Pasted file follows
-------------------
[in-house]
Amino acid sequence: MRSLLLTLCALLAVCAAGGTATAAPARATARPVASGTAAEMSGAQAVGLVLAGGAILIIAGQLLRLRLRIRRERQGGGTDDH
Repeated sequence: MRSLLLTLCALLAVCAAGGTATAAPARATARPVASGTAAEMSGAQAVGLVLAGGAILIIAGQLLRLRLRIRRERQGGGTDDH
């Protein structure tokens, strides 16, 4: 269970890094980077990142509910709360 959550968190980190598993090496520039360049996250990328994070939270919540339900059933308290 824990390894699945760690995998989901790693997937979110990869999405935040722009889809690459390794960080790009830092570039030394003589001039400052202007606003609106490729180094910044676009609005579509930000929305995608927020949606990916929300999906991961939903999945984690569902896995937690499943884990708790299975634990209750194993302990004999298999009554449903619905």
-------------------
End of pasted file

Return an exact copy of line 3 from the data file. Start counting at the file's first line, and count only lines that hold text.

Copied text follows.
Repeated sequence: MRSLLLTLCALLAVCAAGGTATAAPARATARPVASGTAAEMSGAQAVGLVLAGGAILIIAGQLLRLRLRIRRERQGGGTDDH